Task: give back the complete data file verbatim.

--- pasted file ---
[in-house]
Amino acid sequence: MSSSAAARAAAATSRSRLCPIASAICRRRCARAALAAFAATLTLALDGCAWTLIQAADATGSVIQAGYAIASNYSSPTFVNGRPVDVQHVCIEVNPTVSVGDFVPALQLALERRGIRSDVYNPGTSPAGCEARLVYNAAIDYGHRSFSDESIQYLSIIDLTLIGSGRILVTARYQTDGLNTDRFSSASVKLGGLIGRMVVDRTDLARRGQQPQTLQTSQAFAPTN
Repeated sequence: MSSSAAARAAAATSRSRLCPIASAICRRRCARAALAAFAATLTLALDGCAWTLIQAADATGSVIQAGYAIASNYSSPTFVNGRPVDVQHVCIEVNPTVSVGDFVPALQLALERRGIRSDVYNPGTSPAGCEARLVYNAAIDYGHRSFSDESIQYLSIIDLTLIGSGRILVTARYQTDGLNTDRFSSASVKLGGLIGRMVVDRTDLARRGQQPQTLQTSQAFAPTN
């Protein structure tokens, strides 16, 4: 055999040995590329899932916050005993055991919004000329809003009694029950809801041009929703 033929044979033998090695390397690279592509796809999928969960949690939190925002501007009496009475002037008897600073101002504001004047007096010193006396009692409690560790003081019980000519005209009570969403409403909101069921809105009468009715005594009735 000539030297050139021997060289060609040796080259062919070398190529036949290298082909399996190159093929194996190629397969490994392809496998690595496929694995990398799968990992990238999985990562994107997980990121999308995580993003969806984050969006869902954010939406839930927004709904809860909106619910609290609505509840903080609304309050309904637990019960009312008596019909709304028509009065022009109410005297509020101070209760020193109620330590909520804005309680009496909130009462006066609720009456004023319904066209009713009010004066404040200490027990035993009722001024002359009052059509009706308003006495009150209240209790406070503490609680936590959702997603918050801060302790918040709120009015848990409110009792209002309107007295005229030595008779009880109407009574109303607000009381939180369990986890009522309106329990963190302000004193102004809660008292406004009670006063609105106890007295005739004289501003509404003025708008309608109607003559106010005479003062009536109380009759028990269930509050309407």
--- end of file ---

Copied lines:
[in-house]
Amino acid sequence: MSSSAAARAAAATSRSRLCPIASAICRRRCARAALAAFAATLTLALDGCAWTLIQAADATGSVIQAGYAIASNYSSPTFVNGRPVDVQHVCIEVNPTVSVGDFVPALQLALERRGIRSDVYNPGTSPAGCEARLVYNAAIDYGHRSFSDESIQYLSIIDLTLIGSGRILVTARYQTDGLNTDRFSSASVKLGGLIGRMVVDRTDLARRGQQPQTLQTSQAFAPTN
Repeated sequence: MSSSAAARAAAATSRSRLCPIASAICRRRCARAALAAFAATLTLALDGCAWTLIQAADATGSVIQAGYAIASNYSSPTFVNGRPVDVQHVCIEVNPTVSVGDFVPALQLALERRGIRSDVYNPGTSPAGCEARLVYNAAIDYGHRSFSDESIQYLSIIDLTLIGSGRILVTARYQTDGLNTDRFSSASVKLGGLIGRMVVDRTDLARRGQQPQTLQTSQAFAPTN
């Protein structure tokens, strides 16, 4: 055999040995590329899932916050005993055991919004000329809003009694029950809801041009929703 033929044979033998090695390397690279592509796809999928969960949690939190925002501007009496009475002037008897600073101002504001004047007096010193006396009692409690560790003081019980000519005209009570969403409403909101069921809105009468009715005594009735 000539030297050139021997060289060609040796080259062919070398190529036949290298082909399996190159093929194996190629397969490994392809496998690595496929694995990398799968990992990238999985990562994107997980990121999308995580993003969806984050969006869902954010939406839930927004709904809860909106619910609290609505509840903080609304309050309904637990019960009312008596019909709304028509009065022009109410005297509020101070209760020193109620330590909520804005309680009496909130009462006066609720009456004023319904066209009713009010004066404040200490027990035993009722001024002359009052059509009706308003006495009150209240209790406070503490609680936590959702997603918050801060302790918040709120009015848990409110009792209002309107007295005229030595008779009880109407009574109303607000009381939180369990986890009522309106329990963190302000004193102004809660008292406004009670006063609105106890007295005739004289501003509404003025708008309608109607003559106010005479003062009536109380009759028990269930509050309407």